The Red Slippers, an Ancient Egyptian Cinderella Story, retold by Lin Donn Illustration

An Ancient Egyptian Cinderella Story
The Red Slippers

Once upon a time, a long time ago in ancient Egypt, there lived a lovely slave girl named Rhapdosis. The other slaves who lived in the grand house by the Nile rarely spoke to Rhapdosis. If the truth be told, the slave girls were jealous of her beauty. The slave boys thought she was proud and haughty.

Certainly Rhapdosis was beautiful. But she was not haughty. She was gentle and shy. She barely remembered her life before she had been captured when she was quite young. The only thing she had left from her former life was a pair of beautiful red slippers. Rhapdosis treasured her slippers and kept them hidden from the other slaves. Sometimes, when no one was about, Rhapdosis took her slippers from their hiding place and held them up to the sun or the moon. It always made her feel better, holding her slippers, watching the stones sparkle in the light.  They were not real stones. Rhapdosis knew that. But they were beautiful just the same.

As careful as she was to hide her slippers, other slaves girls knew she had slippers covered in jewels, but they could not find them. Rhapdosis had hidden them well.

One night, exhausted from a day filled with work, Rhapdosis was too tired to sleep. She quietly slipped away from the rooftop where the other slaves were sleeping. It was a beautiful night. Rhapdosis took her slippers from their hiding place. She held one slipper up to the moon, turning it this way and that. She lost herself in the glittering stones, feeling better than she had all day. It was fast. She did not even have time to cry out. The eagle came out of nowhere. He disappeared into the moonlit sky, his prize, one bright red slipper clutched in his claw. Stunned, Rhapdosis slid the shoe she had left back into its hiding place. The tears came then.

Far away, in another city entirely, Pharaoh was sitting in his garden, listening to his Vizier fill him in on the happenings of the day, as his Vizier did each night. An eagle flew into the garden. The eagle dropped a bright red slipper into Pharaoh's lap, and soared away.

Pharaoh and the Vizier stared at each other in surprise.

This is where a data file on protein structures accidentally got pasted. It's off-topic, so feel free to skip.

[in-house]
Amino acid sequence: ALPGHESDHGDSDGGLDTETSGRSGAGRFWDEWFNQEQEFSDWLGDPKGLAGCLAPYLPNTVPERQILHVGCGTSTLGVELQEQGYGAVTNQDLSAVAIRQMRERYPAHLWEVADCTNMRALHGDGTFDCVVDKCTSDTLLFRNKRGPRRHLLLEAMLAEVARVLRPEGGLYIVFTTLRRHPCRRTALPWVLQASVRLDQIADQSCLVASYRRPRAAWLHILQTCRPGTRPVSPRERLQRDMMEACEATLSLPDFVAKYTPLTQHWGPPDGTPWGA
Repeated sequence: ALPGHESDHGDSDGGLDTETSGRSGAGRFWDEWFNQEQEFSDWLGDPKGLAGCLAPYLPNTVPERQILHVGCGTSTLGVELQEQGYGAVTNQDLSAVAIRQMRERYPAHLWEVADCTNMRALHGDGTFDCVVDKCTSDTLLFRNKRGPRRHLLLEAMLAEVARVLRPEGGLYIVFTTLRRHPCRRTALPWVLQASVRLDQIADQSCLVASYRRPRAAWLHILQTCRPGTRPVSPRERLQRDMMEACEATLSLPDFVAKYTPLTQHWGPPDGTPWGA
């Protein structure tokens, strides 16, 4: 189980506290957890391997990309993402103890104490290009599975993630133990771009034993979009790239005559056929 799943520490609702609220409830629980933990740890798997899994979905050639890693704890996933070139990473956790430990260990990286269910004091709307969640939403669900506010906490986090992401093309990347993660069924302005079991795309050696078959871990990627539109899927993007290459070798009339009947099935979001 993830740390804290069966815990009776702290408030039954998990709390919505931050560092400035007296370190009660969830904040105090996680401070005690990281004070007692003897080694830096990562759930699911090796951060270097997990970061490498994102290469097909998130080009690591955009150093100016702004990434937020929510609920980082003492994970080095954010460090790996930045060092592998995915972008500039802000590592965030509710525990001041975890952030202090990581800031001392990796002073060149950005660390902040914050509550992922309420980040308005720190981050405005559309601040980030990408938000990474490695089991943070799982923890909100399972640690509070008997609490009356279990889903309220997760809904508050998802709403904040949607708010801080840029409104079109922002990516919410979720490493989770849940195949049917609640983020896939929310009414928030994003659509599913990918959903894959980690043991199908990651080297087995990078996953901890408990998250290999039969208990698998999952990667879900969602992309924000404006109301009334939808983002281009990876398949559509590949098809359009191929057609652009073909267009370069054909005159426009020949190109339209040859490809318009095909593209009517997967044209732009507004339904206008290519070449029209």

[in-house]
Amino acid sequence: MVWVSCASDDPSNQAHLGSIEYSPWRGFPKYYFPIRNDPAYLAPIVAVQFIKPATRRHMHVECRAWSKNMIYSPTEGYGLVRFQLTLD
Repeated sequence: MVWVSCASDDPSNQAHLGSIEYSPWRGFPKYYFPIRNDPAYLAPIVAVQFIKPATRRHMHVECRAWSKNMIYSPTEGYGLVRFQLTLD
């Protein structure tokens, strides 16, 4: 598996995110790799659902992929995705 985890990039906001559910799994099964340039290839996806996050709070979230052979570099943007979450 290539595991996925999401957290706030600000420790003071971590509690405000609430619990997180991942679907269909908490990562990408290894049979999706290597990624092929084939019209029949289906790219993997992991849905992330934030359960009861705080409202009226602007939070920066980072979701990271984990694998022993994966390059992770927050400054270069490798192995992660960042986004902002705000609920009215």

"The woman who owns this slipper must be very rich!" the Vizier decided. The Vizier was caught by an idea. "I can ask the officials in each city to see if anyone has reported a missing red slipper of great quality, covered with jewels."

Pharaoh turned the shoe this way and that, watching the stones glitter in the moonlight. "Yes, my Vizier. Do what you can to find her. I am sure the woman who owns this slipper would appreciate its return."

Four days later, one of the Vizier's officials reported he had found the young owner of the ruby red slipper. She was a slave in a great house on the Nile, in the city of Memphis. The other slave girls were eager to report her to the Vizier's official, hoping her punishment would be great.

The Vizier did not believe a slave would own such a beautiful slipper. He decided to visit Memphis and see this slave girl for himself. If she had lied to an official, she would be punished. When the Vizier demanded Rhapdosis prove she was the owner, she pulled the matching ruby red slipper from its hiding place.

The Vizier sat thinking for a moment. "I believe Horus, the son of Isis and Osiris, sent Pharaoh an eagle with a message. You, my child, are coming with me, back to the palace."

The family did not want to lose a slave, but no one argued with the Vizier. The Vizier was the most important man in all of Egypt, except of course, for Pharaoh. The Vizier handed the owner of the grand house on the Nile a bracelet of gold in payment for the slave girl.

All the way back to the palace, the Vizier smiled and nodded. "How surprised he'll be. And happy. I have no doubt he will be happy!"

He was right. Pharaoh and the slave girl soon fell in love. They were married in the spring, and lived happily ever after.

Ancient Egyptian Tall Tales

Creation Stories

The Story of Isis and Osiris

The Vizier